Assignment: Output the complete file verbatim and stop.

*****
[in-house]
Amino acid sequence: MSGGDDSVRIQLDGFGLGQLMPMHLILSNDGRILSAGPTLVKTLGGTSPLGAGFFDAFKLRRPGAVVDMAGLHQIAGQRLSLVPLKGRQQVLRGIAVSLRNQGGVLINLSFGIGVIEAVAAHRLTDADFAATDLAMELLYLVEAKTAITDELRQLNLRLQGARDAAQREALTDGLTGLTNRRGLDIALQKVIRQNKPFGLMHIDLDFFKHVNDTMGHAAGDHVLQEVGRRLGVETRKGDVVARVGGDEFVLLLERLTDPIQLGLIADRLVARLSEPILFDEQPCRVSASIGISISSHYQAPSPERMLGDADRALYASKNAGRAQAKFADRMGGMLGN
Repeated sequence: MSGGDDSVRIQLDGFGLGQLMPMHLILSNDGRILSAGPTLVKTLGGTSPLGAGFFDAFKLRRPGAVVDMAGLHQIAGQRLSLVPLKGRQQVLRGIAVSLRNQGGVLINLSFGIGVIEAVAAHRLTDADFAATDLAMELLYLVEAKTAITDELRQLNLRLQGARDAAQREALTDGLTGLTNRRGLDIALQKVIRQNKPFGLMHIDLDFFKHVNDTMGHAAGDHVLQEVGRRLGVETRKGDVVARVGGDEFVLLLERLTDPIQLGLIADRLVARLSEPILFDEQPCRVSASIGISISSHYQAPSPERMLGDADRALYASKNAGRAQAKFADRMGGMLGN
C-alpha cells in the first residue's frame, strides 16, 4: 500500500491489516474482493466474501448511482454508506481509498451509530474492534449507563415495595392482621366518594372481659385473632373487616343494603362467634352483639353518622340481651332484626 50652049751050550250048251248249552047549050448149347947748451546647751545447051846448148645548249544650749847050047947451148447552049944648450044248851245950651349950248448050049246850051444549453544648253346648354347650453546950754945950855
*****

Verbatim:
[in-house]
Amino acid sequence: MSGGDDSVRIQLDGFGLGQLMPMHLILSNDGRILSAGPTLVKTLGGTSPLGAGFFDAFKLRRPGAVVDMAGLHQIAGQRLSLVPLKGRQQVLRGIAVSLRNQGGVLINLSFGIGVIEAVAAHRLTDADFAATDLAMELLYLVEAKTAITDELRQLNLRLQGARDAAQREALTDGLTGLTNRRGLDIALQKVIRQNKPFGLMHIDLDFFKHVNDTMGHAAGDHVLQEVGRRLGVETRKGDVVARVGGDEFVLLLERLTDPIQLGLIADRLVARLSEPILFDEQPCRVSASIGISISSHYQAPSPERMLGDADRALYASKNAGRAQAKFADRMGGMLGN
Repeated sequence: MSGGDDSVRIQLDGFGLGQLMPMHLILSNDGRILSAGPTLVKTLGGTSPLGAGFFDAFKLRRPGAVVDMAGLHQIAGQRLSLVPLKGRQQVLRGIAVSLRNQGGVLINLSFGIGVIEAVAAHRLTDADFAATDLAMELLYLVEAKTAITDELRQLNLRLQGARDAAQREALTDGLTGLTNRRGLDIALQKVIRQNKPFGLMHIDLDFFKHVNDTMGHAAGDHVLQEVGRRLGVETRKGDVVARVGGDEFVLLLERLTDPIQLGLIADRLVARLSEPILFDEQPCRVSASIGISISSHYQAPSPERMLGDADRALYASKNAGRAQAKFADRMGGMLGN
C-alpha cells in the first residue's frame, strides 16, 4: 500500500491489516474482493466474501448511482454508506481509498451509530474492534449507563415495595392482621366518594372481659385473632373487616343494603362467634352483639353518622340481651332484626 50652049751050550250048251248249552047549050448149347947748451546647751545447051846448148645548249544650749847050047947451148447552049944648450044248851245950651349950248448050049246850051444549453544648253346648354347650453546950754945950855